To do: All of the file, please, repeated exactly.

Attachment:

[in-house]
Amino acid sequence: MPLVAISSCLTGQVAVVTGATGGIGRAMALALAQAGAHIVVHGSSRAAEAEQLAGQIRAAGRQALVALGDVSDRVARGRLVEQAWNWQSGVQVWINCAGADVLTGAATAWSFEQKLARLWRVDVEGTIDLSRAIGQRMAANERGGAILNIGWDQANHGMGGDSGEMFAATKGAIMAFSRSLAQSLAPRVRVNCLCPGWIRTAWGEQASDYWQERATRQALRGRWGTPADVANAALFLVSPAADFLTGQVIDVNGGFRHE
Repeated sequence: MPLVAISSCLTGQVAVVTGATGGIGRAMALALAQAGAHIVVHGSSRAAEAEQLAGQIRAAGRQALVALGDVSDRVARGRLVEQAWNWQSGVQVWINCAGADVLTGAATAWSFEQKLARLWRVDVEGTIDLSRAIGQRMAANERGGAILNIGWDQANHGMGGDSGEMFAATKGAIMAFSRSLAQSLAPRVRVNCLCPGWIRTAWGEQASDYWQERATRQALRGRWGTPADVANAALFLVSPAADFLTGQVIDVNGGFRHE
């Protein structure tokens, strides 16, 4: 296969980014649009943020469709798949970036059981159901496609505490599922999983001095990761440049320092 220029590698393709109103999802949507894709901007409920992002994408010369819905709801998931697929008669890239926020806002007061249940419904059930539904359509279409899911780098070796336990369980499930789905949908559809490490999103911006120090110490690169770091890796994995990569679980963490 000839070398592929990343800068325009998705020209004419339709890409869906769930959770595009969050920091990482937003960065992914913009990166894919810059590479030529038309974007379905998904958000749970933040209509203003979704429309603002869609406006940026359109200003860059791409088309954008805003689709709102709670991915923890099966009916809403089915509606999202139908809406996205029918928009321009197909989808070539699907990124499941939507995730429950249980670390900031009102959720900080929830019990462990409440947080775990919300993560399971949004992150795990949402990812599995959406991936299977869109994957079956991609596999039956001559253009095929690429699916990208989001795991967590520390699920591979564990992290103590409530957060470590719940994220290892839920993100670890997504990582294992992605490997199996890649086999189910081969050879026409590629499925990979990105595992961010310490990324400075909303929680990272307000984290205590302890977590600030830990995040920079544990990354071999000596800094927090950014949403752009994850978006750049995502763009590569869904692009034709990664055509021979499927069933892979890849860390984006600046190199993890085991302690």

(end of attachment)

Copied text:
[in-house]
Amino acid sequence: MPLVAISSCLTGQVAVVTGATGGIGRAMALALAQAGAHIVVHGSSRAAEAEQLAGQIRAAGRQALVALGDVSDRVARGRLVEQAWNWQSGVQVWINCAGADVLTGAATAWSFEQKLARLWRVDVEGTIDLSRAIGQRMAANERGGAILNIGWDQANHGMGGDSGEMFAATKGAIMAFSRSLAQSLAPRVRVNCLCPGWIRTAWGEQASDYWQERATRQALRGRWGTPADVANAALFLVSPAADFLTGQVIDVNGGFRHE
Repeated sequence: MPLVAISSCLTGQVAVVTGATGGIGRAMALALAQAGAHIVVHGSSRAAEAEQLAGQIRAAGRQALVALGDVSDRVARGRLVEQAWNWQSGVQVWINCAGADVLTGAATAWSFEQKLARLWRVDVEGTIDLSRAIGQRMAANERGGAILNIGWDQANHGMGGDSGEMFAATKGAIMAFSRSLAQSLAPRVRVNCLCPGWIRTAWGEQASDYWQERATRQALRGRWGTPADVANAALFLVSPAADFLTGQVIDVNGGFRHE
């Protein structure tokens, strides 16, 4: 296969980014649009943020469709798949970036059981159901496609505490599922999983001095990761440049320092 220029590698393709109103999802949507894709901007409920992002994408010369819905709801998931697929008669890239926020806002007061249940419904059930539904359509279409899911780098070796336990369980499930789905949908559809490490999103911006120090110490690169770091890796994995990569679980963490 000839070398592929990343800068325009998705020209004419339709890409869906769930959770595009969050920091990482937003960065992914913009990166894919810059590479030529038309974007379905998904958000749970933040209509203003979704429309603002869609406006940026359109200003860059791409088309954008805003689709709102709670991915923890099966009916809403089915509606999202139908809406996205029918928009321009197909989808070539699907990124499941939507995730429950249980670390900031009102959720900080929830019990462990409440947080775990919300993560399971949004992150795990949402990812599995959406991936299977869109994957079956991609596999039956001559253009095929690429699916990208989001795991967590520390699920591979564990992290103590409530957060470590719940994220290892839920993100670890997504990582294992992605490997199996890649086999189910081969050879026409590629499925990979990105595992961010310490990324400075909303929680990272307000984290205590302890977590600030830990995040920079544990990354071999000596800094927090950014949403752009994850978006750049995502763009590569869904692009034709990664055509021979499927069933892979890849860390984006600046190199993890085991302690």